With gas prices on the rise, many drivers are searching for ways to improve their gas mileage, but don't believe everything you hear on the internet. We’re here to set the record straight by separating the Fact from the Fiction about modifications to improve fuel economy.
Fact or Fiction: Fast accelerations takes more gas
FACT: Restrain that inner race car driver in yourself. Fast accelerations, as well as heavy braking, take more gas than driving at a moderate consistent speed. You can improve your fuel economy as much as 15% to 30% at highway speeds and 10% to 40% in stop-and-go traffic.
Fact or Fiction: Idling in traffic takes more gas than restarting your car.
FACT: Idling historically takes more fuel than stopping and restarting your vehicle when not moving. Those with the “automatic stop/go” feature in their vehicles could see as much as a 10-30% improvement in the MPG according to some manufacturer’s estimates.
Fact or Fiction: Cruise Control doesn’t improve fuel economy
FICTION: Not only does using cruise control save fuel, it also improves the overall condition of your vehicle’s drive train. While not recommended for harsh weather conditions, using cruise control is an easy way how to improve gas mileage mechanically.
Fact or Fiction: Car Maintenance Doesn’t Impact Fuel Economy
FICTION: The very first step you should be taking to fix poor gas mileage is to make sure your vehicle is in good condition. This includes:
Replacing the oil filter at every oil change - not only should you do this every time you change your oil, you should also rotate your tires at the same time. This will extend the wear of your tread and improve your tires traction. And if you haven’t already upgraded to synthetic motor oil, check with our service advisors. Synthetic oil boosts engine efficiency and extends the time between oil changes.
Replace engine filter at regular intervals – Even a tiny grain of dirt can clog injectors, leading to erratic performance and poor gas mileage. Most manufacturers recommend changing it every 10,000 to 15,000 miles.
Check your tire pressure – If your tires are underinflated, fuel consumption can increase by as much as 3%. Check your owner’s manual for the proper PSI for your tires.
Clean out the Clutter – By reducing the additional bulk weight of your vehicle, you can improve your fuel efficiency.
Fact or Fiction – Using the A/C doesn’t impact fuel economy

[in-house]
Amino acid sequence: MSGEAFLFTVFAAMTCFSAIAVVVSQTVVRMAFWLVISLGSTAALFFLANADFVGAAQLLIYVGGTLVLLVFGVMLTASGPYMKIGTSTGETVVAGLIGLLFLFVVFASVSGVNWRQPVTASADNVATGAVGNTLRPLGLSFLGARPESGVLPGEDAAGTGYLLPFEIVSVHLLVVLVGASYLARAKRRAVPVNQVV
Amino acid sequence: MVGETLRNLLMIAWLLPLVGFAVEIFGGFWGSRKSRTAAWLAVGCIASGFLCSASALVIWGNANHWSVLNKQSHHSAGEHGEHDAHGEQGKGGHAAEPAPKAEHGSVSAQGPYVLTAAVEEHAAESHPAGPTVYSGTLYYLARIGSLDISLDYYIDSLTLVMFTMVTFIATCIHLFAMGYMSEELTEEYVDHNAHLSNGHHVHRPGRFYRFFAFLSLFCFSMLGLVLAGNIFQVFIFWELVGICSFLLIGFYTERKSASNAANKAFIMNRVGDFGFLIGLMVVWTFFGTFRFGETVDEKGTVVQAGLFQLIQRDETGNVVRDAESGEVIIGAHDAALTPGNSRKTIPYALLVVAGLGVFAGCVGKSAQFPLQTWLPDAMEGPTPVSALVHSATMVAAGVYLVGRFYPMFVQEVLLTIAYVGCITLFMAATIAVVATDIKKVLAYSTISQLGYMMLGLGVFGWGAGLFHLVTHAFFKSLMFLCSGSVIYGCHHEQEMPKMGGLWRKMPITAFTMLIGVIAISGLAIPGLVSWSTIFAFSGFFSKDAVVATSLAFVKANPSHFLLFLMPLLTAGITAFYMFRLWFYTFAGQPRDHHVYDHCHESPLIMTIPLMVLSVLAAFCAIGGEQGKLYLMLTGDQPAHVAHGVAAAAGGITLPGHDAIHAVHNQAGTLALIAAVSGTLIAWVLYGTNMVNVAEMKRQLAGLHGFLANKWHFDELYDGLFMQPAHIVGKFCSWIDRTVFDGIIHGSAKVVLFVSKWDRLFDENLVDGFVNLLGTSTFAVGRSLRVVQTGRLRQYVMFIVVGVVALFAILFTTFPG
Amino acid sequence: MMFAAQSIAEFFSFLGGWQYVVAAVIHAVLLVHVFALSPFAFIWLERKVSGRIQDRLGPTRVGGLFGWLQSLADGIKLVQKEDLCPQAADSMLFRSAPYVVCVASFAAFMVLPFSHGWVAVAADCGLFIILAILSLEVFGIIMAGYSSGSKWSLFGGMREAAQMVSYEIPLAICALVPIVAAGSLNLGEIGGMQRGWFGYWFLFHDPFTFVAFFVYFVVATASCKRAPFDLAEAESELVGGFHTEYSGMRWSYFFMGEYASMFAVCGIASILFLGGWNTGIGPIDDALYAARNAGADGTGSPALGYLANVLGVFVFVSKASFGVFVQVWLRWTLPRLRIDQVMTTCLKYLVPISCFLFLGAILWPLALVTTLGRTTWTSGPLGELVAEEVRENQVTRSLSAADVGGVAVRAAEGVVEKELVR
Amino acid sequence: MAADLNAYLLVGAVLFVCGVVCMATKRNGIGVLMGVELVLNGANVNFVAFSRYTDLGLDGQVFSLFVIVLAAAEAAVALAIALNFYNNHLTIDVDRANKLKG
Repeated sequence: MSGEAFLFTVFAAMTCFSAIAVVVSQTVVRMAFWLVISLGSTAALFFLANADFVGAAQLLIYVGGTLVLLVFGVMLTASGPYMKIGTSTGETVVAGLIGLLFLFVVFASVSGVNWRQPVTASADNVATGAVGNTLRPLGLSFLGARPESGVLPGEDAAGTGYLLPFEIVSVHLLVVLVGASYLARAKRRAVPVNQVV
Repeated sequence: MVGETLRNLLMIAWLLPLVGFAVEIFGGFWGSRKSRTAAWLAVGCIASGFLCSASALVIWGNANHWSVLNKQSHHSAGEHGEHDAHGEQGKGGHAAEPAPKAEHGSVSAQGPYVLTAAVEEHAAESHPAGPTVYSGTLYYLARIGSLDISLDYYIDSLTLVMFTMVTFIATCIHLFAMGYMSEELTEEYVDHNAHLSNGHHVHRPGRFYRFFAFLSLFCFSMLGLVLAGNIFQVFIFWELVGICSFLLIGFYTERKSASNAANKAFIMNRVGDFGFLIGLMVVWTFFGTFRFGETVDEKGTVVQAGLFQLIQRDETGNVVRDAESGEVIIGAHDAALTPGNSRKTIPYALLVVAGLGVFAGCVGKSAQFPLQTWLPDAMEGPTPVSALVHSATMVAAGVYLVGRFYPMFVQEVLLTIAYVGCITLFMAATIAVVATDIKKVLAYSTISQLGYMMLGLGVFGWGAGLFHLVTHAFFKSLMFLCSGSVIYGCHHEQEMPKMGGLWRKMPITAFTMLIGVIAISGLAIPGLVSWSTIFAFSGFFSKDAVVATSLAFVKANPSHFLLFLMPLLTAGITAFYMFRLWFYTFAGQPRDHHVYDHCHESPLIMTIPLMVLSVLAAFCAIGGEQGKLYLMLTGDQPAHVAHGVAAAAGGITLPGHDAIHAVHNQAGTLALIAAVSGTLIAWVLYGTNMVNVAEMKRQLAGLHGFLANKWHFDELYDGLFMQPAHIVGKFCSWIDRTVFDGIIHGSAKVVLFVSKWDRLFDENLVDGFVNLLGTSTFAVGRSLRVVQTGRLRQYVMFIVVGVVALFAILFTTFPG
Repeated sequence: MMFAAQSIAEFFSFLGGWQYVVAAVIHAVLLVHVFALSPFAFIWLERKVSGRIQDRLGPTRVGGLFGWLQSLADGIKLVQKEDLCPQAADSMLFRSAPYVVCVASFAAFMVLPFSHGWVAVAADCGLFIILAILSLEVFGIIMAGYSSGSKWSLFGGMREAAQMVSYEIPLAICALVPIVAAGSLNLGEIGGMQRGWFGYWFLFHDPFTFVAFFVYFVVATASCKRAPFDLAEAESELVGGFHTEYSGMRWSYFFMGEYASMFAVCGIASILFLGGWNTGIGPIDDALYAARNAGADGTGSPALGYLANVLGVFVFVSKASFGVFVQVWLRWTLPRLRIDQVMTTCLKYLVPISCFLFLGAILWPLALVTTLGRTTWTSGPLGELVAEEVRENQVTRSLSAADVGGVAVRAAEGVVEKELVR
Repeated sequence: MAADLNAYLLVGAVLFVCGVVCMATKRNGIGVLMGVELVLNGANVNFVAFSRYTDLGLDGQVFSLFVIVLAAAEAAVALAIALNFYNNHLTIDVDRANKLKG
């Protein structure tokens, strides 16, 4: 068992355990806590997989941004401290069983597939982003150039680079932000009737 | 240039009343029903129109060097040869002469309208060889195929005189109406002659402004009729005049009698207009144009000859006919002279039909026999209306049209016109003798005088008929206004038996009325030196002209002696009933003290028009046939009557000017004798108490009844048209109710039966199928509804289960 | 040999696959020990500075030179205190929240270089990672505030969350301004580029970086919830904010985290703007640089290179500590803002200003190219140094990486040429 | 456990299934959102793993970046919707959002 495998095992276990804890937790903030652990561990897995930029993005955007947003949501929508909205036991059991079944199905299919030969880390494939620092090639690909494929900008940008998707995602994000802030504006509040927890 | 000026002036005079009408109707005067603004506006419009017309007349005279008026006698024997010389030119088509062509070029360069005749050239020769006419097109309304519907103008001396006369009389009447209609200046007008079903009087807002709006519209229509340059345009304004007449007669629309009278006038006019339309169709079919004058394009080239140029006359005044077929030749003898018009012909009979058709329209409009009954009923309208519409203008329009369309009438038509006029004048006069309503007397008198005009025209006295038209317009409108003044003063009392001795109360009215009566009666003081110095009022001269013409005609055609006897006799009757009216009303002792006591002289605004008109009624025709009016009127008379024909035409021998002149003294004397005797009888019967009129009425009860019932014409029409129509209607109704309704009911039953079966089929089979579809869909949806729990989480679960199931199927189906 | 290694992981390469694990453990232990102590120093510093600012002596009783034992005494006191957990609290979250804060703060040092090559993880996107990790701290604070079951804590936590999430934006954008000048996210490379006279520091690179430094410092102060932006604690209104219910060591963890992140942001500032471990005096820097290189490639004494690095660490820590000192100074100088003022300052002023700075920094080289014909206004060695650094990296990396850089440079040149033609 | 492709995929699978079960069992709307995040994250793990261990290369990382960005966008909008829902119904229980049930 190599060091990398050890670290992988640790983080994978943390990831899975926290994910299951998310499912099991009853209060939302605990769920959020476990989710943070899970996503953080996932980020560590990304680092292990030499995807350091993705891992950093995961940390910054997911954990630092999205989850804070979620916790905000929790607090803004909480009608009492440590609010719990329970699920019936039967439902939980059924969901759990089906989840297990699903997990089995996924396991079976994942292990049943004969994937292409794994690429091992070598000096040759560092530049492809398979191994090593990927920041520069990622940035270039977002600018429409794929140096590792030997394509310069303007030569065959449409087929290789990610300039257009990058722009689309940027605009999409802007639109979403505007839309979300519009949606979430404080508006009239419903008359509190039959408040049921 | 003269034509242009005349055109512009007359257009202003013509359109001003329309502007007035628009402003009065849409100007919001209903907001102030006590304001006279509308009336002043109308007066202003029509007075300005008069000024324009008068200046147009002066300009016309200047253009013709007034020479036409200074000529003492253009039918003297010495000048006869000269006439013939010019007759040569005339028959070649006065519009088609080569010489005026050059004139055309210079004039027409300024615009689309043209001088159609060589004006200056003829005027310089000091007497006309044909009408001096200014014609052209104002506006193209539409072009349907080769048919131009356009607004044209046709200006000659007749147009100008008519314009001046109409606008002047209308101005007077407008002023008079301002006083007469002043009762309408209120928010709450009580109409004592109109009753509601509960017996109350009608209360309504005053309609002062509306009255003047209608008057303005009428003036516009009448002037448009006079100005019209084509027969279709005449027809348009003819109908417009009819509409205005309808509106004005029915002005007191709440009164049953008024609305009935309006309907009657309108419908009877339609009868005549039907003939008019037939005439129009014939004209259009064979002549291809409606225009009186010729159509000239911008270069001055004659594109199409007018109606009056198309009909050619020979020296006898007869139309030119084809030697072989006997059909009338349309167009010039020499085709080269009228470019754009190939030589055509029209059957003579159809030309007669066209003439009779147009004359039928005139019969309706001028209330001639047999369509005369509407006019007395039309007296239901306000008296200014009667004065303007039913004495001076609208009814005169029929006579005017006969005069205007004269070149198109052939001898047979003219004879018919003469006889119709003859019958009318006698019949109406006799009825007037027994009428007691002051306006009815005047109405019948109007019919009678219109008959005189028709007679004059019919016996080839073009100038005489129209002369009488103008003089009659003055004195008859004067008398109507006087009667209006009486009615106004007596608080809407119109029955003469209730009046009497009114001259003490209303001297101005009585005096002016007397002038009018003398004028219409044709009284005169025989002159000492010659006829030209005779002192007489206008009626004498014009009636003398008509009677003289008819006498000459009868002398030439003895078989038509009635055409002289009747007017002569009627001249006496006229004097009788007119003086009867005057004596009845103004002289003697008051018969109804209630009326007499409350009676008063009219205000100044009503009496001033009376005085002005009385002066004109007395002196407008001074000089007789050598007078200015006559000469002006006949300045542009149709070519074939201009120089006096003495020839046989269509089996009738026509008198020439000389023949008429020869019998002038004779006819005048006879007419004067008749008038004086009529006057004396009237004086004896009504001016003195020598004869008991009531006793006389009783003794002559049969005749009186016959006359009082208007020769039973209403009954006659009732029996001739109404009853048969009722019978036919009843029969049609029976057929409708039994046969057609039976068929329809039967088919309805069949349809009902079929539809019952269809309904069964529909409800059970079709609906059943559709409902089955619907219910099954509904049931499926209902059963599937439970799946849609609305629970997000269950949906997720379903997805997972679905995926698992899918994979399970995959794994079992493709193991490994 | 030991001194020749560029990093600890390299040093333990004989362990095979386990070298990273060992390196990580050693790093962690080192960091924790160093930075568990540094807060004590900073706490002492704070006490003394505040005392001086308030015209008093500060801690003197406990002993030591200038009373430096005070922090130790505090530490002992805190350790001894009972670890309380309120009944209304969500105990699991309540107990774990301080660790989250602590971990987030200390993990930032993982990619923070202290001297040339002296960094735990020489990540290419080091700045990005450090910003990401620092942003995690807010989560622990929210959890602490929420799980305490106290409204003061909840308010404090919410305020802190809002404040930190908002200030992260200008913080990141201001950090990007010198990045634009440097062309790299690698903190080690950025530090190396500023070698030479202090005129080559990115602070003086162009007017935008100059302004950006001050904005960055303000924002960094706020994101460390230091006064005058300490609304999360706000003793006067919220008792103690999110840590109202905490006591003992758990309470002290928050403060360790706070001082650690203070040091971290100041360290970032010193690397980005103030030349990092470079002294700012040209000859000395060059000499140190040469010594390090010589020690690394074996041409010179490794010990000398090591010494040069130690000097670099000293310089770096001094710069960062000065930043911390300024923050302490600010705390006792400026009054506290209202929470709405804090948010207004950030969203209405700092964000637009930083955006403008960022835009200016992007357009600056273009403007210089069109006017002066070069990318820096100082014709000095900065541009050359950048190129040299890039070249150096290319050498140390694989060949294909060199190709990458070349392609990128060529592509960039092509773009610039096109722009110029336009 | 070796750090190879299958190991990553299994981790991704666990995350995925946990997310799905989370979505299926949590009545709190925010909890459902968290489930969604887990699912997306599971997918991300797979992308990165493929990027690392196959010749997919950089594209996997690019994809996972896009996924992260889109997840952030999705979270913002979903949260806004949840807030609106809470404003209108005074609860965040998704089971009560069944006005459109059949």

FICTION – According to the US Dept of Energy “Under very hot conditions, Air Conditioner use can reduce a conventional vehicle's fuel economy by more than 25%, particularly on short trips.” However, it is also important to note that driving with your windows down can also reduce fuel economy. Open windows increase aerodynamic drag (wind resistance), which is more impactful on fuel economy when driving at highways speeds.
Fact or Fiction – My driving style doesn’t impact my vehicle’s fuel consumption
FICITION – Next to vehicle maintenance, your driving style has the greatest impact on your vehicle’s fuel efficiency. Just use these 5 fuel efficient driving techniques:
1. Use your Cruise Control feature whenever possible. Set the speed limit to match your road’s regulated limit. Use your adaptive cruise control if your vehicle has it.
2. Plan your trip. Map out your stops so that you are driving the least number of miles and/or avoiding traffic congestion that will increase your idling time.
3. Monitor your Vehicles Fuel Consumption. If your vehicle comes with a MPG usage gauge in the dash cluster, be conscious of what it is telling you. If not, keep track of your trips so you can estimate how much gas it takes to reach each destination for future reference.
4. Control your Stops and Goes. Avoid situations that will cause you to accelerate very quickly and keep your speed below 55 mph. When you do need to stop, coast to decelerate.
5. Drive a well-maintained vehicle. Keep your vehicle in top running condition with regular oil/filter changes, proper tire pressure, and tune-ups.